BWW Interview: Lauren Worsham Talks Sky Pony, Dog Days and Makes an Exciting Announcement!

BWW Interview: Lauren Worsham Talks Sky Pony, Dog Days and Makes an Exciting Announcement!

Tony nominee Lauren Worsham spoke with BroadwayWorld about her new Sky Pony album and upcoming role in Dog Days. Worsham also makes a special announcement about what is in store for her next year!

Lauren Worsham is a Drama Desk Award-winning and Tony Award-nominated actress and singer. She recently completed her run on Broadway in A Gentleman's Guide to Love and Murder (2014 Tony Award winner for Best Musical). Other favorite roles include Lisa in Dog Days at Montclair Peak Performances, Fort Worth Opera and LA Opera (dir. Robert Woodruff), Flora in Turn of the Screwat New York City Opera (dir. Sam Buntrock), Amy inWhere's Charley at New York City Center (dir. John Doyle), Cunegonde in New York City Opera's Candide,and Olive in the first National tour of The 25th Annual Putnam County Spelling Bee. Other credits include La Perichole at New York City Opera, Carnival (Lili) at Goodspeed Opera House, Into the Woods (Cinderella) at Kansas City Rep, Master Class (Sophie) at Paper Mill Playhouse, The Light in the Piazza (Clara) at Weston Playhouse and The Fantasticks (Luisa) at Emelin Theatre. She is the recipient of a 2014 Drama Desk and a 2014 Theatre World Award for her performance in Gentleman's Guide.

You have a very eclectic career. You do everything from more operatic theatre pieces to indie pop rock with Sky Pony. Were both genres always a part of your life growing up?

You know, I was. I grew up in Austin, Texas, which is known for its Texas blues sound. That's kind of one of the first things I started singing. I started noticing I had an upper-register, so I started singing more classical music. A musical theatre company moved in, and I started doing musical theatre. I always loved it, and I never let go.

How did your band Sky Pony come about?

When my husband and I first started dating...he's a composer and book writer for musical theatre but kind of non-traditional pieces. He's also been in quite a few bands. He basically said something along the lines of, "you weren't called in for this because you can't sing rock music." I got upset about it because I told him I grew up singing rock music. No one thinks I can because all they hear is soprano. It was kind of a challenge to make a rock band so we could explore the rock side of my voice. That's kind of how it started. It just started with Kyle and I, and we expanded and ended up turning it into kind of a party and inviting in everyone we've ever known. It becomes a big sort of cathartic party.

What can fans expect from the new Sky Pony album?

It's got a little something for everybody. I have to say the production values are amazing. It was produced by Michael Tudor who works with Duncan Sheik; that's how Kyle met him. He has worked with great bands; he really leant a great ear to the sound and really honed and refined it. It's a great sound. You're going to get some tunes that are super narrative based, like "Beautiful Monster," which I think musical theatre fans are going to love. You're also going to get some super pop-y tunes that make you want to dance, like "Regret it in the Morning," which I know a lot od people really like. You're also going to get that dark lyricism from Kyle in a lot of the songs. If you don't want to just listen for dancing, you can listen to the words. There is a little something for everybody.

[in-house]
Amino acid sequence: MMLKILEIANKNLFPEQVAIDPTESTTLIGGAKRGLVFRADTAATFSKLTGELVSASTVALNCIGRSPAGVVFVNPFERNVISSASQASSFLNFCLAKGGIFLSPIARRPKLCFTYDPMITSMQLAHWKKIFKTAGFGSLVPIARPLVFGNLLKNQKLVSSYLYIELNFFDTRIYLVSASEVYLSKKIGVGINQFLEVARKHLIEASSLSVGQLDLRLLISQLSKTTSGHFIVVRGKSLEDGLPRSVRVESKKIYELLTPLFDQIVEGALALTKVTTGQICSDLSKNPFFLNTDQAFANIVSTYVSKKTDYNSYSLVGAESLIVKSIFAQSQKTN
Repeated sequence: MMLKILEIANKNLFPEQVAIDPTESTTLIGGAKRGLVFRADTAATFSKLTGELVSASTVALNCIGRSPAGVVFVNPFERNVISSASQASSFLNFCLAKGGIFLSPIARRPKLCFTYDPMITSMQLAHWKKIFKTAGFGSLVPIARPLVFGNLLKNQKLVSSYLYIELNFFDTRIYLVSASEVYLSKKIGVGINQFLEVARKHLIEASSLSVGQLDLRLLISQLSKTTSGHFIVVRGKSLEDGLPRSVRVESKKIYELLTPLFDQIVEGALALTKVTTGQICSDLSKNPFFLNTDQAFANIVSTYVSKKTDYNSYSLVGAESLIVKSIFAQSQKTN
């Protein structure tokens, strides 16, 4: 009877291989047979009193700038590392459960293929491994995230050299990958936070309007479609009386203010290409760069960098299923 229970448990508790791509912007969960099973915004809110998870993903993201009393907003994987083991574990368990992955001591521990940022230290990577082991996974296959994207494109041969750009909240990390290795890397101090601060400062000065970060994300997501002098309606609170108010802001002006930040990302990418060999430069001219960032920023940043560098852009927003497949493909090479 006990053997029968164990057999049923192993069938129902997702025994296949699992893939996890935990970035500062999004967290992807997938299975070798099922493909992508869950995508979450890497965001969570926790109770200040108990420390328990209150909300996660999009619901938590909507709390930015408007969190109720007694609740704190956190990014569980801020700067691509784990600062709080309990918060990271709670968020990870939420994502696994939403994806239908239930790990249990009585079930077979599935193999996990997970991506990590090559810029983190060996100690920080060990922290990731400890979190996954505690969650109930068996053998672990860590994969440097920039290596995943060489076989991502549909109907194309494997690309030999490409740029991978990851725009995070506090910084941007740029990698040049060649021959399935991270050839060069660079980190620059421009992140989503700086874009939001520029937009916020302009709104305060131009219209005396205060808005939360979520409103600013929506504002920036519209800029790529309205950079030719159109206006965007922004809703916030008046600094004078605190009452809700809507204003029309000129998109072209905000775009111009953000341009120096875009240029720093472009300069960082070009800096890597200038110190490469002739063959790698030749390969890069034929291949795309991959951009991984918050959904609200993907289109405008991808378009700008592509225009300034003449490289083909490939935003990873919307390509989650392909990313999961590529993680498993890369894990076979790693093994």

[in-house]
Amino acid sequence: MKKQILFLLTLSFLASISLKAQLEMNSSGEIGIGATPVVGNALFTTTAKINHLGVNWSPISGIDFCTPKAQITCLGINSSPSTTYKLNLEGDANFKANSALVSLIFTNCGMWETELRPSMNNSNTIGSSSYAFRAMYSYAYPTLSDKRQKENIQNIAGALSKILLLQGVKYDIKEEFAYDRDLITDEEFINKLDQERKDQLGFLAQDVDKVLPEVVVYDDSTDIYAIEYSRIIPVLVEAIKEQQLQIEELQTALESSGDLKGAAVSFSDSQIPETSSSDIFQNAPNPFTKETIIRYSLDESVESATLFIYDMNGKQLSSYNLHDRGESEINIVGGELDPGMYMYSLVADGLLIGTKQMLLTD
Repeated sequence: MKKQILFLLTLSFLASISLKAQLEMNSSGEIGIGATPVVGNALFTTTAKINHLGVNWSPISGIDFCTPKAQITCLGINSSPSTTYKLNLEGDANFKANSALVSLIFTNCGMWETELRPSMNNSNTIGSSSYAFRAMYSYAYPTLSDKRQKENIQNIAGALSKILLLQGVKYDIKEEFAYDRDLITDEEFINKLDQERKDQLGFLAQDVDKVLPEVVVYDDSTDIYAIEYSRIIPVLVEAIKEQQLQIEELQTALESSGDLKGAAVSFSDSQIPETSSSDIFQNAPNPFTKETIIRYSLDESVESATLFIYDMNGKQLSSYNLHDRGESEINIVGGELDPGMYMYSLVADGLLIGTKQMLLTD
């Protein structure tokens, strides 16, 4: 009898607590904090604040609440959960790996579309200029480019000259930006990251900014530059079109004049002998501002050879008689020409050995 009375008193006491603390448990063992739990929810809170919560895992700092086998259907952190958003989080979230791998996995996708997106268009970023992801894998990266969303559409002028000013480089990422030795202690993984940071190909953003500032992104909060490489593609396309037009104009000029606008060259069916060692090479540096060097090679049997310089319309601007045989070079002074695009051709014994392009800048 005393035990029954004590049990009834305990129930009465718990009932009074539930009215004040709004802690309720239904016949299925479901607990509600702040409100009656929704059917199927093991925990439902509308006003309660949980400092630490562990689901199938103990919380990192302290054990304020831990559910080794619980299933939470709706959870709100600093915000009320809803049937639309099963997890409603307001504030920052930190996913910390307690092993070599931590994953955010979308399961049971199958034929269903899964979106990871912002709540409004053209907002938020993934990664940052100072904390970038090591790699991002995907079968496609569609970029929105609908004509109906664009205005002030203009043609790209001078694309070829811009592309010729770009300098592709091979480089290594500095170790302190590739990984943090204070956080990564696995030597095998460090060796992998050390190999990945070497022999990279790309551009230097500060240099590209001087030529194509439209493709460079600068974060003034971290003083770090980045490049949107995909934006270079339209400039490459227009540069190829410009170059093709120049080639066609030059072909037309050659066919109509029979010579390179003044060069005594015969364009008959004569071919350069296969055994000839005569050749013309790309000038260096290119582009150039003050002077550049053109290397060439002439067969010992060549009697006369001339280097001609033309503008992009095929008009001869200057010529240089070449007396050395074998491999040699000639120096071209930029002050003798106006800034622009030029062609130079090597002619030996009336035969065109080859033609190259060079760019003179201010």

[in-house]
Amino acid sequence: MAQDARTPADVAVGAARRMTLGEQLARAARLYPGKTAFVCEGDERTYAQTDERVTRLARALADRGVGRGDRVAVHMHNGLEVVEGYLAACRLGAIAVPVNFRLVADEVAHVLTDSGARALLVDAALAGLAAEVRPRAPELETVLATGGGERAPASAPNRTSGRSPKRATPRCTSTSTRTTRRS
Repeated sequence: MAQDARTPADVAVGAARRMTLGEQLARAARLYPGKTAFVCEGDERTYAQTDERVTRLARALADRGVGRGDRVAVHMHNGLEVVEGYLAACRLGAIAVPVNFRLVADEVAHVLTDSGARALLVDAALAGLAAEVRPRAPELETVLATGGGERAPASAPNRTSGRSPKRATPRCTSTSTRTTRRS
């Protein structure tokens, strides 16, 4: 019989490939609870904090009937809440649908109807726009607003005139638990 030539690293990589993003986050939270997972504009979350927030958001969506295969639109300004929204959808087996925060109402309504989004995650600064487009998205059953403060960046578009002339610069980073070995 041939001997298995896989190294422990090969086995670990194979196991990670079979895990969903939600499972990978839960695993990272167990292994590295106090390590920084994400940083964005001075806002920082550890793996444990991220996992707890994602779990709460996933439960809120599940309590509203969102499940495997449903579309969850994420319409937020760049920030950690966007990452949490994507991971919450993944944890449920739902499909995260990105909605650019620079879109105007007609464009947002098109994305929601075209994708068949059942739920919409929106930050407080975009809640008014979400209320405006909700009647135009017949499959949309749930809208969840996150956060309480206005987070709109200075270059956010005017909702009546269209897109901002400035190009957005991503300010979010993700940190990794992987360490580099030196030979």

How different is it to perform with Sky Pony rather than some of your other more traditional theatrical projects?

Very different. We are doing a Sky Pony Rock Fairytale at Ars Nova next year. It'll be a different experience for me because I usually just do one-off concerts with Sky Pony: once a month or maybe once every other week. That's at most, so it's more of a party where you can scream and yell and go wild. When we're doing the show, it'll be seven times a week for about two months, so that'll be different. That's usually the deal with any theatre piece or opera piece; you have to learn how to sustain something. It's not a one-time thing. You can't scream at the top of your lungs every night because you have to do it every night. At the end of two weeks, you'd have no voice. That's the major difference, I'd say. On top of that, rock music is...there'll all different. Opera has the most emphasis on the voice, while musical theatre has more emphasis on the storytelling. Rock has more emphasis on showmanship and having a good time. It doesn't matter if I sing a wrong note or if I sound raspy; it's all part of the show.